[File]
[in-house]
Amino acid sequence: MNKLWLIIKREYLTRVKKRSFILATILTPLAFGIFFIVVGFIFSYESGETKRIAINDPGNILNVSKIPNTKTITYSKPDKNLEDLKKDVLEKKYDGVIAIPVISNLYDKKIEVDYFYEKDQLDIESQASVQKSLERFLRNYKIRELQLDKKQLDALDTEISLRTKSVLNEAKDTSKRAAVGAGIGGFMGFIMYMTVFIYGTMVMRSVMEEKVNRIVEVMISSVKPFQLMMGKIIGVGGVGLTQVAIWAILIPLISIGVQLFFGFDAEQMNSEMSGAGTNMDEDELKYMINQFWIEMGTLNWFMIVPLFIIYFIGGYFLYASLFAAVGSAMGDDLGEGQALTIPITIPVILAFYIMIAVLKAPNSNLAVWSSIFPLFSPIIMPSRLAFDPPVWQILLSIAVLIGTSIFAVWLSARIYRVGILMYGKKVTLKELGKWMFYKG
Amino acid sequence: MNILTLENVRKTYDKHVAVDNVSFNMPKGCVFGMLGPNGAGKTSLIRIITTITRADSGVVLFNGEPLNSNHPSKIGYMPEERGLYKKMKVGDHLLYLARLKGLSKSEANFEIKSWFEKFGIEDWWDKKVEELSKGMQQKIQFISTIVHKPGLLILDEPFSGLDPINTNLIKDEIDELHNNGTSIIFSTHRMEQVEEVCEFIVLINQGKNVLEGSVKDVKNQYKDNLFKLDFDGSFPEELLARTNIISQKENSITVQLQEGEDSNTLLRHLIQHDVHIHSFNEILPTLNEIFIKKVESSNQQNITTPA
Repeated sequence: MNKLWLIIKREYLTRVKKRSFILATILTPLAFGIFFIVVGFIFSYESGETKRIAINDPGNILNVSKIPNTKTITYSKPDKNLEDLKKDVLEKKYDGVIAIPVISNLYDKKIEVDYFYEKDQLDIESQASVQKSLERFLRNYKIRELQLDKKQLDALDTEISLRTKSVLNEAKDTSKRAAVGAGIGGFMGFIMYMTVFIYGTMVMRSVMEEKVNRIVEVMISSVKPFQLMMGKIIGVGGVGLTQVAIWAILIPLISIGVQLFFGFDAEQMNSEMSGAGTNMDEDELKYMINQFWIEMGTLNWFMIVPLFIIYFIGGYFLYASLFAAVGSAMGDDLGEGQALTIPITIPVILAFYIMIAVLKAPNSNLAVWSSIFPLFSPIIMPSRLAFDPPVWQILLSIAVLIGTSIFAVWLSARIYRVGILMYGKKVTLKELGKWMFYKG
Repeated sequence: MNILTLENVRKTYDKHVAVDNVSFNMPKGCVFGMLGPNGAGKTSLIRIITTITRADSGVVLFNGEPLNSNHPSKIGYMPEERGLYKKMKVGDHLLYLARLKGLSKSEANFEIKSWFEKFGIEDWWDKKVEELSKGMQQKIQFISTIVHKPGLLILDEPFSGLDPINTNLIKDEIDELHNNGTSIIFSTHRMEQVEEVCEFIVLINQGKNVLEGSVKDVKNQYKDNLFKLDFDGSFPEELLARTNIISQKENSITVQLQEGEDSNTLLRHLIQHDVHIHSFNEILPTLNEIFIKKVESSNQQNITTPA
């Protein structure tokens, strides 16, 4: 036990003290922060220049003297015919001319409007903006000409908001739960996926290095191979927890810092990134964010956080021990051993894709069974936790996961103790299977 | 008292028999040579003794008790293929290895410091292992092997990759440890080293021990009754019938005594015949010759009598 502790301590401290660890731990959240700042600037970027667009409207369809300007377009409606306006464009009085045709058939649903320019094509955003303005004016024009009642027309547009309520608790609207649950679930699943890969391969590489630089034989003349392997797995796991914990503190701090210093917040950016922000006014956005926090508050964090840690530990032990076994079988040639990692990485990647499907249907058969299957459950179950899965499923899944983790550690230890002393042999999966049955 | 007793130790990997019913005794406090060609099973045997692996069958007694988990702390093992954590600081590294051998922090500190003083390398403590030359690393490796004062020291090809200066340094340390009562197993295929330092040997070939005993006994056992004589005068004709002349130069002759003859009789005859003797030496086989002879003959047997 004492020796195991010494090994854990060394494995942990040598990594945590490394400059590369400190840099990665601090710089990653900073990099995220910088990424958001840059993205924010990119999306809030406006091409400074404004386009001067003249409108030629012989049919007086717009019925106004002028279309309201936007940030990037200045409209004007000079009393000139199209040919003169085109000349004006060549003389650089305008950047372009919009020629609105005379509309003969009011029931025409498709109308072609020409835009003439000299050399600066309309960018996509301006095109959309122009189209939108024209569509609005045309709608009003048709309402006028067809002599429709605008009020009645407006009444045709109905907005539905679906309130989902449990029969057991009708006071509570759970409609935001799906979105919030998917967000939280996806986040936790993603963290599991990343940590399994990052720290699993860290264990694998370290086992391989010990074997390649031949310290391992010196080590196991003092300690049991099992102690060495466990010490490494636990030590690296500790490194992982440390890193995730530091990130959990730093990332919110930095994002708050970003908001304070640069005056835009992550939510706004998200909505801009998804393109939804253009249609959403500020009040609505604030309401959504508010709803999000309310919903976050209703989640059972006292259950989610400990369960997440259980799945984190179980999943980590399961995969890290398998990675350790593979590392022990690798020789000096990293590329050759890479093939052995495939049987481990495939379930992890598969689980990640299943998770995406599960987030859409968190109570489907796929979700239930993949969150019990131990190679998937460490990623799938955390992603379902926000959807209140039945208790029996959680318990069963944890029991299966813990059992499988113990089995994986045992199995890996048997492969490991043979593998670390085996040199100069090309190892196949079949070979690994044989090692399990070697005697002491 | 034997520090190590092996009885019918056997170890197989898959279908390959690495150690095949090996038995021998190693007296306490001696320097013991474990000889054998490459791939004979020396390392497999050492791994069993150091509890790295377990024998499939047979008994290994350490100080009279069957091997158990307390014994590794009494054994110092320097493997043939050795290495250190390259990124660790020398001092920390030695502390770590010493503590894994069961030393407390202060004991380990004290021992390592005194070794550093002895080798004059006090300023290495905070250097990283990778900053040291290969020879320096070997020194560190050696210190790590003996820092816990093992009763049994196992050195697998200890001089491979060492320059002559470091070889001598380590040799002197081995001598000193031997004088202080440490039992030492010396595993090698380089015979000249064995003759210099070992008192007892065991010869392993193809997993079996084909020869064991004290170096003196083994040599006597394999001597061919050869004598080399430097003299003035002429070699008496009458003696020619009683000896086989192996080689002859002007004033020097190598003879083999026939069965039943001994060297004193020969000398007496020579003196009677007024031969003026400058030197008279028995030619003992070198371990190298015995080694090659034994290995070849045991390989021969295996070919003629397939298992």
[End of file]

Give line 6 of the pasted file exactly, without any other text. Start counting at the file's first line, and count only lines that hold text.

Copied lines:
């Protein structure tokens, strides 16, 4: 036990003290922060220049003297015919001319409007903006000409908001739960996926290095191979927890810092990134964010956080021990051993894709069974936790996961103790299977 | 008292028999040579003794008790293929290895410091292992092997990759440890080293021990009754019938005594015949010759009598 502790301590401290660890731990959240700042600037970027667009409207369809300007377009409606306006464009009085045709058939649903320019094509955003303005004016024009009642027309547009309520608790609207649950679930699943890969391969590489630089034989003349392997797995796991914990503190701090210093917040950016922000006014956005926090508050964090840690530990032990076994079988040639990692990485990647499907249907058969299957459950179950899965499923899944983790550690230890002393042999999966049955 | 007793130790990997019913005794406090060609099973045997692996069958007694988990702390093992954590600081590294051998922090500190003083390398403590030359690393490796004062020291090809200066340094340390009562197993295929330092040997070939005993006994056992004589005068004709002349130069002759003859009789005859003797030496086989002879003959047997 004492020796195991010494090994854990060394494995942990040598990594945590490394400059590369400190840099990665601090710089990653900073990099995220910088990424958001840059993205924010990119999306809030406006091409400074404004386009001067003249409108030629012989049919007086717009019925106004002028279309309201936007940030990037200045409209004007000079009393000139199209040919003169085109000349004006060549003389650089305008950047372009919009020629609105005379509309003969009011029931025409498709109308072609020409835009003439000299050399600066309309960018996509301006095109959309122009189209939108024209569509609005045309709608009003048709309402006028067809002599429709605008009020009645407006009444045709109905907005539905679906309130989902449990029969057991009708006071509570759970409609935001799906979105919030998917967000939280996806986040936790993603963290599991990343940590399994990052720290699993860290264990694998370290086992391989010990074997390649031949310290391992010196080590196991003092300690049991099992102690060495466990010490490494636990030590690296500790490194992982440390890193995730530091990130959990730093990332919110930095994002708050970003908001304070640069005056835009992550939510706004998200909505801009998804393109939804253009249609959403500020009040609505604030309401959504508010709803999000309310919903976050209703989640059972006292259950989610400990369960997440259980799945984190179980999943980590399961995969890290398998990675350790593979590392022990690798020789000096990293590329050759890479093939052995495939049987481990495939379930992890598969689980990640299943998770995406599960987030859409968190109570489907796929979700239930993949969150019990131990190679998937460490990623799938955390992603379902926000959807209140039945208790029996959680318990069963944890029991299966813990059992499988113990089995994986045992199995890996048997492969490991043979593998670390085996040199100069090309190892196949079949070979690994044989090692399990070697005697002491 | 034997520090190590092996009885019918056997170890197989898959279908390959690495150690095949090996038995021998190693007296306490001696320097013991474990000889054998490459791939004979020396390392497999050492791994069993150091509890790295377990024998499939047979008994290994350490100080009279069957091997158990307390014994590794009494054994110092320097493997043939050795290495250190390259990124660790020398001092920390030695502390770590010493503590894994069961030393407390202060004991380990004290021992390592005194070794550093002895080798004059006090300023290495905070250097990283990778900053040291290969020879320096070997020194560190050696210190790590003996820092816990093992009763049994196992050195697998200890001089491979060492320059002559470091070889001598380590040799002197081995001598000193031997004088202080440490039992030492010396595993090698380089015979000249064995003759210099070992008192007892065991010869392993193809997993079996084909020869064991004290170096003196083994040599006597394999001597061919050869004598080399430097003299003035002429070699008496009458003696020619009683000896086989192996080689002859002007004033020097190598003879083999026939069965039943001994060297004193020969000398007496020579003196009677007024031969003026400058030197008279028995030619003992070198371990190298015995080694090659034994290995070849045991390989021969295996070919003629397939298992």